What is osteoarthritis and why does my hip hurt?
Joint cartilage is a tough, smooth tissue the covers the end of the bones where joints are located. It helps cushion the bones during movement, and because it is smooth and slippery, it allows for motion with minimal friction. Osteoarthritis, the most common form of arthritis, is a wear and tear condition that destroys joint cartilage. Sometimes as the result of trauma, repetitive movement, or for no apparent reason, the cartilage wears down, exposing bone ends. This can occur quickly over months or may take years to occur. Cartilage destruction can result in painful bone-on-bone contact, along with swelling and loss of motion. Osteoarthritis usually occurs later in life and may affect only one joint or many joints.
What is total hip replacement?
A total hip replacement is an operation that removes the arthritic ball of the upper femur (thigh bone) as well as damaged bone and cartilage from the hip socket. The ball is replaced with at metal ball that is fixed solidly inside the femur. The socket is replaced with a plastic or metal liner that is usually fixed inside a metal shell to create a smoothly functioning joint.
What are the results of total hip replacement?
Results will vary depending on the quality of the surrounding tissue, the severity of the arthritis at the time of surgery, the patient's activity level, and the patient's adherence to the doctor's orders.
When should I have this type of surgery?
Your orthopedic surgeon will decide if you are a candidate for the surgery. The decision will be based on your history, exam, x-rays, and response to conservative treatment.
Am I too old for this surgery?
Age is generally not an issue if you are in reasonable health and have the desire to continue living a productive, active life. You may be asked to see your personal physician for his/her opinion about your general health and readiness for surgery.
How long will my new hip last?
All implants have a limited life expectancy depending on the individual's age, weight, activity level, and other medical condition(s). A total joint implant's longevity will vary in every patient. It is important to remember that an implant is a medical device subject to wear that may lead to mechanical failure. While it is important to follow all of your surgeon's recommendations after surgery, there is no guarantee that you particular implant will last for any specific length of time.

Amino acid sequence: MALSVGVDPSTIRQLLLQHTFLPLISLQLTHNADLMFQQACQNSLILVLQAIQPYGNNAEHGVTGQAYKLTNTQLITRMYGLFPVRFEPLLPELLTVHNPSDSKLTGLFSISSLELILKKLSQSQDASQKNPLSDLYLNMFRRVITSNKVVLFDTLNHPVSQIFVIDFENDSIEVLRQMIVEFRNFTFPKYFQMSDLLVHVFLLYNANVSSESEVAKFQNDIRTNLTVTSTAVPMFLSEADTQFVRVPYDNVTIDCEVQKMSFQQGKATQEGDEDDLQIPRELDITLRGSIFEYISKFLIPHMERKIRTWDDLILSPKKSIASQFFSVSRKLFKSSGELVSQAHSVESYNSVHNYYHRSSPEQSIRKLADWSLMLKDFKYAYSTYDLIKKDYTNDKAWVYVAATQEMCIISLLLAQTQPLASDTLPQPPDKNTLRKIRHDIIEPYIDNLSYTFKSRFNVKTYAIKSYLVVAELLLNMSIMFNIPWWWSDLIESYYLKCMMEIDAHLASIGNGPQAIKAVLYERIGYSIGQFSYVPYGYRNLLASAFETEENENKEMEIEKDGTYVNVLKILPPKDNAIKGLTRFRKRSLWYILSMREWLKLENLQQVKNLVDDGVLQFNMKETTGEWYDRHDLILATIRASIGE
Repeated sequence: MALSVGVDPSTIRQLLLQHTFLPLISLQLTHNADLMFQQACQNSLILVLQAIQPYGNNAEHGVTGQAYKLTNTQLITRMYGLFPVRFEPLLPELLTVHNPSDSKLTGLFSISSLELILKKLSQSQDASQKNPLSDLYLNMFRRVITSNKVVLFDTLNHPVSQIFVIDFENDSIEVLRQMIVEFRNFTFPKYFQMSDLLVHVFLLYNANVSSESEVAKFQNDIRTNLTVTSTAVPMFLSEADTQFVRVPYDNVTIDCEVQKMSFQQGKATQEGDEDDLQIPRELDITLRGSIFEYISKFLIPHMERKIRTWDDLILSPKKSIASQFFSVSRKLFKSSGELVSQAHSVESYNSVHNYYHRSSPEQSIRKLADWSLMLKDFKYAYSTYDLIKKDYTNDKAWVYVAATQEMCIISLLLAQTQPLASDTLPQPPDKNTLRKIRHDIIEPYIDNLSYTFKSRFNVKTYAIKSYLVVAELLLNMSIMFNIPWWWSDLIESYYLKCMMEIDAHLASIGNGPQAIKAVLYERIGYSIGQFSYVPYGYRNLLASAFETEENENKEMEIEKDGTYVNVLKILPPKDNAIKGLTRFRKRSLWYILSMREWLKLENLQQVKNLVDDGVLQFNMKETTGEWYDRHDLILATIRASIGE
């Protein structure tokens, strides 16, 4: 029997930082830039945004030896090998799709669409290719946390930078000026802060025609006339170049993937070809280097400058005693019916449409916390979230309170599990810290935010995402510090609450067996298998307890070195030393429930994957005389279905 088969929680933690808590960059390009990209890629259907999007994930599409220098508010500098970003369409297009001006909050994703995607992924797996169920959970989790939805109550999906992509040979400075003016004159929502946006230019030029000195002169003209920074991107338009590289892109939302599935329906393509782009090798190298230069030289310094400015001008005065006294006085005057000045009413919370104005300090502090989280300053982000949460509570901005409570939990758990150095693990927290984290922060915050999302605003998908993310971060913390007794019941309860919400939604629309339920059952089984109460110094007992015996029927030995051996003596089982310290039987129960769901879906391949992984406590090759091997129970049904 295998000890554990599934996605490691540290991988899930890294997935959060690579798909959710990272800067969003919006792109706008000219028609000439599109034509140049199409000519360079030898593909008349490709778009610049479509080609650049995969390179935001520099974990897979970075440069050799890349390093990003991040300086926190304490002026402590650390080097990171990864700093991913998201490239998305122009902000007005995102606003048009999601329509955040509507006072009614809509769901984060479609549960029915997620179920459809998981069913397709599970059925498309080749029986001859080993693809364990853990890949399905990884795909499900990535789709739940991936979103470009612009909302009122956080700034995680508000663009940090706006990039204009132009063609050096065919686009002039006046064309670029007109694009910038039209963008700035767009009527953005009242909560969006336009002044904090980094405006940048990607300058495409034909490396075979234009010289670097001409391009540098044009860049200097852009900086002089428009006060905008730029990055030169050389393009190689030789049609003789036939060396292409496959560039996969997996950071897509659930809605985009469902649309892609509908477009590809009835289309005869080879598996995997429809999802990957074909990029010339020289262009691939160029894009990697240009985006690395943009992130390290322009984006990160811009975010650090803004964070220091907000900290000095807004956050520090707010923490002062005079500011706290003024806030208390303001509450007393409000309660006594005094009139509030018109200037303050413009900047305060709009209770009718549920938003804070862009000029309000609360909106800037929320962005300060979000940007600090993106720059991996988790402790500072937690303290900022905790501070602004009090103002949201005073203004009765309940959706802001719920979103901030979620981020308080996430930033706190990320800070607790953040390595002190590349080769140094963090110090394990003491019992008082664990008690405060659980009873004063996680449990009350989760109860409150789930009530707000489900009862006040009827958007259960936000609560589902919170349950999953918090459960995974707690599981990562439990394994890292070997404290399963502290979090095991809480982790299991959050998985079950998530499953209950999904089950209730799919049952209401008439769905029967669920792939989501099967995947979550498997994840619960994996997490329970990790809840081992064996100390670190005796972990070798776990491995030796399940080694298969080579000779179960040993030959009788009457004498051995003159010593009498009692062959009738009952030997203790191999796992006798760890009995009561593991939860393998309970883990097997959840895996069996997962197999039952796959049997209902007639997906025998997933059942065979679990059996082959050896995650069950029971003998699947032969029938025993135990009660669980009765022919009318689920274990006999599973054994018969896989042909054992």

Why might I require a revision?
Just as your original joint wears out, a joint replacement will wear over time as well. The most common reason for revision is loosening of the artificial surface from the bone. Wearing of the plastic spacer may also result in the need for a new spacer. Dislocation of ht hip after surgery is a risk. Your surgeon will explain the possible complications associated with a total hip replacement.
What are the possible complications associated with joint replacement?
While uncommon, complications can occur during and after surgery. Some complications include infections, blood clots, implant breakage, malalignment, dislocation, and premature wear, any of which may necessitate implant removal/replacement surgery. Generally, these devices are successful in attaining reduced pain and restoring normal function. Although implant surgery is extremely successful in most cases, some patient's post-surgical activates and weight can affect longevity. Be sure to discuss these and other risks with surgeon.
Should I exercise before the surgery?
Yes, you should consult your surgeon and physical therapist about the exercise appropriate for you. The more prepared you are for surgery the better the potential recovery. Strengthening your entire body may help you perform daily activities after your new hip surgery.
Will I need blood?
You may need blood after the surgery. You may use the community blood supply, have your relatives donate for you or donate you own blood, if you are able.
How long will I be incapacitated?
You will probably stay in bed the day of your surgery. However, the next morning patients will get up, sit in a chair or recliner, and should be walking with a walker or crutches later that day. This program stresses early, extensive physical activity to help you prepare to go home.